Chief scientist warns of youth 'powder keg'

The Prime Minister's Science Advisory Committee will study and report back on the 'new biological reality' behind recent youth tragedies. File photo / Peter Meecham
The Prime Minister's Science Advisory Committee will study and report back on the 'new biological reality' behind recent youth tragedies. File photo / Peter Meecham

Younger sexual maturation, slow brain development and complex social networks are creating a "powder keg" likely to cause an explosion of unsafe sex, drugs and crime, warns the Government's chief science adviser.

Sir Peter Gluckman issued a statement today about the "new biological reality" behind recent youth tragedies, including binge drinking causing death.

His announcement follows the death King's College student James Webster last week after a night out drinking his grandmother's vodka at a friend's party.

Sir Peter said active sexual hormones now kicked in for young people about age 12, down five years from 200 years ago.

Sexual maturation had sped up because of better child health and nutrition, and was a sign of a physically healthy population.

But it was increasingly leaving in the dust the development of judgment, wisdom and impulse control.

Recent studies showed that these did not fully mature until people reached their 20s, Sir Peter said.

Moreover, technology was expanding and complicating adolescents' social networks, putting at risk immature brains straining to process the flood of information, he said.

These would make more likely binge drinking, illicit drug use, unsafe sexual activity and criminal offending, Sir Peter said.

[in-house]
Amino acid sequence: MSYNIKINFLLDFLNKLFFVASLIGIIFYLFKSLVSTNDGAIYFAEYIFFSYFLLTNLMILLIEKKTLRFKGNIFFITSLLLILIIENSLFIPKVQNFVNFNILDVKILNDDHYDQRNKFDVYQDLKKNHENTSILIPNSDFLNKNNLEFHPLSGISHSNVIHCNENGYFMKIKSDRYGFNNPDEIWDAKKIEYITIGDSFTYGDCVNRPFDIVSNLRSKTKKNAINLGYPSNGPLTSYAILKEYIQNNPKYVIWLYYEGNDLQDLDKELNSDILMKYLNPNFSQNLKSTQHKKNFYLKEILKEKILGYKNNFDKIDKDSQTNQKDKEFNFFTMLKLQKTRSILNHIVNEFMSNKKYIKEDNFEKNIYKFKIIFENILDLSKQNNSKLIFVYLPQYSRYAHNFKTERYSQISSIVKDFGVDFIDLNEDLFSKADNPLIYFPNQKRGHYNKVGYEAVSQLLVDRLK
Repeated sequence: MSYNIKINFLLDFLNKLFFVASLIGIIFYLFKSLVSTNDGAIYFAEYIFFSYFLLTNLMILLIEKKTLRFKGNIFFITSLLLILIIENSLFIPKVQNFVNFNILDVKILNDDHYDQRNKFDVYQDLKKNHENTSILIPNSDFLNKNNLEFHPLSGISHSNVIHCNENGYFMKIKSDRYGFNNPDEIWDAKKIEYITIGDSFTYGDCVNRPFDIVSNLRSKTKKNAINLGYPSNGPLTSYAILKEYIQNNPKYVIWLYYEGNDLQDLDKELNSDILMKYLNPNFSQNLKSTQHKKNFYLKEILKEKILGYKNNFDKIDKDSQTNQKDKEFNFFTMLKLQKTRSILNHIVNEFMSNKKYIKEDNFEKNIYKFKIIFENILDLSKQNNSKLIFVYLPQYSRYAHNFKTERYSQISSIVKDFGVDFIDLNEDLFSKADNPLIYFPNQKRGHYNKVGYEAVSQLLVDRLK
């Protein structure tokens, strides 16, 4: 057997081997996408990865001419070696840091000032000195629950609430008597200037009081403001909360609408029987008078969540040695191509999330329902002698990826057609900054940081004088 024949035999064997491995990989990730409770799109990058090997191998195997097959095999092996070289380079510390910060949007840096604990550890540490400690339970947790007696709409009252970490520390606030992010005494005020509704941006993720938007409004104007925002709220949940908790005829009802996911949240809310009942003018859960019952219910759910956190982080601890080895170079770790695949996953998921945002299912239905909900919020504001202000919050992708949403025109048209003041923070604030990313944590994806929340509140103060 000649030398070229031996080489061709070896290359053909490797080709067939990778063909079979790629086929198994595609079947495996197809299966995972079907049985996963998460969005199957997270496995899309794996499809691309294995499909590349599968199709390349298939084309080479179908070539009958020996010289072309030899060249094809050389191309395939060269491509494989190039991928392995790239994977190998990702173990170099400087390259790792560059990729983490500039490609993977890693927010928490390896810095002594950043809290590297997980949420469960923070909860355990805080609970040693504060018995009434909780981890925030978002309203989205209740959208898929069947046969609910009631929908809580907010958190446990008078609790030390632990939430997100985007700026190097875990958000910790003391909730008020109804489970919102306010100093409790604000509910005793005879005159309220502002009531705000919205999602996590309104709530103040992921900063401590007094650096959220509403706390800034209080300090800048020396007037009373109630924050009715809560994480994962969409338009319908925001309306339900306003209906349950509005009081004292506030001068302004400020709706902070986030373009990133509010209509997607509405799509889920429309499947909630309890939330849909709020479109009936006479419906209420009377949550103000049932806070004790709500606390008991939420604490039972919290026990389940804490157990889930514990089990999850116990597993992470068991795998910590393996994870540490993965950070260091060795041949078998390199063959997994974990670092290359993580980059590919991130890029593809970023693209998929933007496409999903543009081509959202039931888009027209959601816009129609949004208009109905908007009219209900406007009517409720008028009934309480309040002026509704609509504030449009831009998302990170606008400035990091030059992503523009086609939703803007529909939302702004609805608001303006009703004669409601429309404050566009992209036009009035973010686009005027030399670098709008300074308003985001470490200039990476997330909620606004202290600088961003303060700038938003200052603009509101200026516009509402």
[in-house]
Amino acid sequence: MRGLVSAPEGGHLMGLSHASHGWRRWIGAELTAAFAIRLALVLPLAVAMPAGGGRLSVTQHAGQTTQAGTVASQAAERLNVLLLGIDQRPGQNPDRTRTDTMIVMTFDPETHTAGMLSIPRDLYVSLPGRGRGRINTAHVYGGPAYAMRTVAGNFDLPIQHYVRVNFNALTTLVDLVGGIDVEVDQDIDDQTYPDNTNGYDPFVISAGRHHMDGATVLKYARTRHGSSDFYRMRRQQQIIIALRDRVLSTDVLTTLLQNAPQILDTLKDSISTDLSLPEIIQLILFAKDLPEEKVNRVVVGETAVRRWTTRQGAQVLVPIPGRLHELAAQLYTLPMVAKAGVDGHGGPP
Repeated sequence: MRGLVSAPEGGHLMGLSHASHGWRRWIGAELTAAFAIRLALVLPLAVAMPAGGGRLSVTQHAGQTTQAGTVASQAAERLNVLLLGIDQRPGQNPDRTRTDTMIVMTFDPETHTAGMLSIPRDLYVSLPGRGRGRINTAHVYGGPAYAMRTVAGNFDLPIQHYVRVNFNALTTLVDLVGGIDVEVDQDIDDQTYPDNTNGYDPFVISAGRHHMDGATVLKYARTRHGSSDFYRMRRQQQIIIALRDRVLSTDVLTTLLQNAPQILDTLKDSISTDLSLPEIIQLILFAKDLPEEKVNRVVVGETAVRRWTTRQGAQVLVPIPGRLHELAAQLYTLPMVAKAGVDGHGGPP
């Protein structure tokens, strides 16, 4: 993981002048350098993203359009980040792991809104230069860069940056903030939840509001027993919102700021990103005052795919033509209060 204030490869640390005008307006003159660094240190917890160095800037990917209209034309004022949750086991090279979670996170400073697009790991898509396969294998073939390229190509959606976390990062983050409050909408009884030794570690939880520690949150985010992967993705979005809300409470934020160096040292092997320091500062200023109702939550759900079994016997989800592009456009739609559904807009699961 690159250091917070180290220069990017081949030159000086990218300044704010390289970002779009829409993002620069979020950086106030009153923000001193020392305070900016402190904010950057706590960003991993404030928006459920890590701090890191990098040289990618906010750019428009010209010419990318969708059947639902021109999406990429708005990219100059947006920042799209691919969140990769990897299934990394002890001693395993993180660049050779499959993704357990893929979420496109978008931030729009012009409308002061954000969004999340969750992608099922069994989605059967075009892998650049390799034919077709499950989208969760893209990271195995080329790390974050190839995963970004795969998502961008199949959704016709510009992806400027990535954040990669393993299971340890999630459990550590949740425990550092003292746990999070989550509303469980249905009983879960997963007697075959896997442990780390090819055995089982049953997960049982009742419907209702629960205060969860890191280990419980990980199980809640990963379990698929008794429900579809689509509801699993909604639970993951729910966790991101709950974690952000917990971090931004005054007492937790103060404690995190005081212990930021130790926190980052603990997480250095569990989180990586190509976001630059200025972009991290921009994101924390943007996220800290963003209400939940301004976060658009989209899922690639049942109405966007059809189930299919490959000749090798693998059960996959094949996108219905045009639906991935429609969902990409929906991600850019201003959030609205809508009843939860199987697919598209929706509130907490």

"The tragedies that arise from risky and inappropriate behaviour by young people have an enormous impact on families and on their communities."

The Prime Minister's Science Advisory Committee would undertake a full study on what actions could be taken and report back within a few months, Sir Peter said.

"Increased rate of sexual maturation, a slow rate of neural maturation, and an increasingly complex social milieu have the potential to produce a powder keg during adolescence," Sir Peter said.

But there will be no quick fixes, he said.

"As a society we will need to reflect on how programmes in childcare, family support, health, education and justice should be adjusted to take account of a new biological reality," he said.

"On the bright side, however, many individuals are extremely resilient to these pressures and their passage through adolescence is untroubled; an important research question is to understand what makes some children resilient and others not."

- NZHERALD STAFF

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